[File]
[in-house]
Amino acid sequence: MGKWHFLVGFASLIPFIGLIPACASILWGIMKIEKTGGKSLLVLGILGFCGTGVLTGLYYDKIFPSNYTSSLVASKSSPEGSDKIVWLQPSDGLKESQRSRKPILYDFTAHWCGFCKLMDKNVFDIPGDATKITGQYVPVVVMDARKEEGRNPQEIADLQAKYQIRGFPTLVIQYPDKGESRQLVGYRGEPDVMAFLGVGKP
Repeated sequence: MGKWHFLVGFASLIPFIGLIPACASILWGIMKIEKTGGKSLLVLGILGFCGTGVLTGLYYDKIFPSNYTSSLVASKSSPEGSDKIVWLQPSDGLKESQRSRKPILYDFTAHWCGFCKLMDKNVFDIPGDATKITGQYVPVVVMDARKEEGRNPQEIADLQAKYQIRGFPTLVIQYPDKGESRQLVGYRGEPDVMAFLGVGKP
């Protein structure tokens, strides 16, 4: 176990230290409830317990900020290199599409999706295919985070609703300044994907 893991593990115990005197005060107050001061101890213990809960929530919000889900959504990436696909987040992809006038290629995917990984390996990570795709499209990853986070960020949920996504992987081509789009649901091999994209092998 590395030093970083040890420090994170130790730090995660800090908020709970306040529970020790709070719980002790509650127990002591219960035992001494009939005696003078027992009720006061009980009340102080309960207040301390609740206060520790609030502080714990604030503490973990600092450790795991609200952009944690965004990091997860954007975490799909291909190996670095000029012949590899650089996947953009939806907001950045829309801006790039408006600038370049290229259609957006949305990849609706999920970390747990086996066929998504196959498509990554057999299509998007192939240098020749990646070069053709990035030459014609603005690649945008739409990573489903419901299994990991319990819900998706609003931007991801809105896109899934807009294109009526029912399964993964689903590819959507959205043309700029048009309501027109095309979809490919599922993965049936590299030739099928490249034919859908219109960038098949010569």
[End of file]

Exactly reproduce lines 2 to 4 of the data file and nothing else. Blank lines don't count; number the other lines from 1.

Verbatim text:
Amino acid sequence: MGKWHFLVGFASLIPFIGLIPACASILWGIMKIEKTGGKSLLVLGILGFCGTGVLTGLYYDKIFPSNYTSSLVASKSSPEGSDKIVWLQPSDGLKESQRSRKPILYDFTAHWCGFCKLMDKNVFDIPGDATKITGQYVPVVVMDARKEEGRNPQEIADLQAKYQIRGFPTLVIQYPDKGESRQLVGYRGEPDVMAFLGVGKP
Repeated sequence: MGKWHFLVGFASLIPFIGLIPACASILWGIMKIEKTGGKSLLVLGILGFCGTGVLTGLYYDKIFPSNYTSSLVASKSSPEGSDKIVWLQPSDGLKESQRSRKPILYDFTAHWCGFCKLMDKNVFDIPGDATKITGQYVPVVVMDARKEEGRNPQEIADLQAKYQIRGFPTLVIQYPDKGESRQLVGYRGEPDVMAFLGVGKP
């Protein structure tokens, strides 16, 4: 176990230290409830317990900020290199599409999706295919985070609703300044994907 893991593990115990005197005060107050001061101890213990809960929530919000889900959504990436696909987040992809006038290629995917990984390996990570795709499209990853986070960020949920996504992987081509789009649901091999994209092998 590395030093970083040890420090994170130790730090995660800090908020709970306040529970020790709070719980002790509650127990002591219960035992001494009939005696003078027992009720006061009980009340102080309960207040301390609740206060520790609030502080714990604030503490973990600092450790795991609200952009944690965004990091997860954007975490799909291909190996670095000029012949590899650089996947953009939806907001950045829309801006790039408006600038370049290229259609957006949305990849609706999920970390747990086996066929998504196959498509990554057999299509998007192939240098020749990646070069053709990035030459014609603005690649945008739409990573489903419901299994990991319990819900998706609003931007991801809105896109899934807009294109009526029912399964993964689903590819959507959205043309700029048009309501027109095309979809490919599922993965049936590299030739099928490249034919859908219109960038098949010569």